Sermon Illustrations on The Ancient World
Comparing the Genesis Creation Account with their Neighbors
The Jews were not the only religious people in the ancient world. There were others, such as the Akkadians, Egyptians, and Phoenicians, and they had their own creation stories.
When one compares the biblical creation story with these other creation stories, a number of critical differences rise to the surface.
For example, the biblical creation story is the only one that contends that matter — creation, people, the world, everything — is intrinsically good. In other creation stories, the world is essentially bad. Another difference is the role of women in creation.
In an ancient context where men, rulers, and kings alone bore God’s image, the biblical story depicts a world in which men and women are created in God’s image. Among patriarchal societies, no other sacred text held such a high view of women as the Hebrew Bible. Third, consider God’s invitation to rest on the seventh day.
In other ancient Near Eastern creation myths, people were created for the purpose of being worked to the bone to accomplish the fiats of the gods; this was particularly the paradigm of the Egyptians. Unlike those other gods, however, Yahweh commands that humanity is to work hard and rest well. In no other creation narrative do the gods provide this kind of rest to creation. No other god gave a break. No other god carries the well-being of creation as close to the heart as this One. Again, imagine what first impression that would have given to the Akkadians, Egyptians, and Phoenicians about the God of the Bible and the people who worshiped him.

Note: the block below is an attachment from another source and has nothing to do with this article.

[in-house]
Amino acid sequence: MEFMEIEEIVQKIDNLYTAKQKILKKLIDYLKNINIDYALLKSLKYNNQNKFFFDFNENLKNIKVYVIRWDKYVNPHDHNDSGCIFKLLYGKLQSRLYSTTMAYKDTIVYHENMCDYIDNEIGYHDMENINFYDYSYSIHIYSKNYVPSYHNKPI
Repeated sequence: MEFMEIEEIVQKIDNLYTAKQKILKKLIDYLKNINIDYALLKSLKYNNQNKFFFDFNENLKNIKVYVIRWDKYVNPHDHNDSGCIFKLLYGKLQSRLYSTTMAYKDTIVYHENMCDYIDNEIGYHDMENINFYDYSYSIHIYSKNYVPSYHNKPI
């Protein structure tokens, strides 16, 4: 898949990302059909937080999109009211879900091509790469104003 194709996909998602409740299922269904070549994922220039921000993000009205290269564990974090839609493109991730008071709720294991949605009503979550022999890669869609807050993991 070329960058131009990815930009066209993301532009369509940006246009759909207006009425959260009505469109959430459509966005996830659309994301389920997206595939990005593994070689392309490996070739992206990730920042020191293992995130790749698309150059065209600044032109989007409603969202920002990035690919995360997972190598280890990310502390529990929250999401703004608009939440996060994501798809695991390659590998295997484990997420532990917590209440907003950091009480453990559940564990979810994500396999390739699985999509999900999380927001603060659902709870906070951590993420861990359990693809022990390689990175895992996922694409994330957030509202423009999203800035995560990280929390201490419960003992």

Differences in Economics from the Ancient World to Ours
At this point in the discussion some will remark that the Old Testament says a good deal about being prosperous and even occasionally speaks about wealth, but not about money per se. That is the case because ancient economies were not money-based economies, and they were certainly not free market capitalist economies…money was beginning to play a larger economic role in Jesus’s era, but even then it operated mainly within the context of a barter or “bargain and exchange” economy. Money was used for paying taxes and tolls, but less frequently for everyday business.
There is another huge factor often overlooked in discussions of what the Bible says about money and wealth. All ancient economies, especially those of major empires and powers, were dependent on slave labor. One estimate even suggests that by the time Paul and Peter visited Rome in the 60s AD, 50 percent of all the workers in the city were slaves. Today we may jest that working for minimum wage is “slave labor,” but slave labor was literally predominant in the ancient biblical world…the point is that there are vast differences between our own world and the economic world in which the Bible was written. If we are to properly understand the key New Testament texts about money, we need to keep in mind the fundamental factors that economically distinguished those cultures from ours.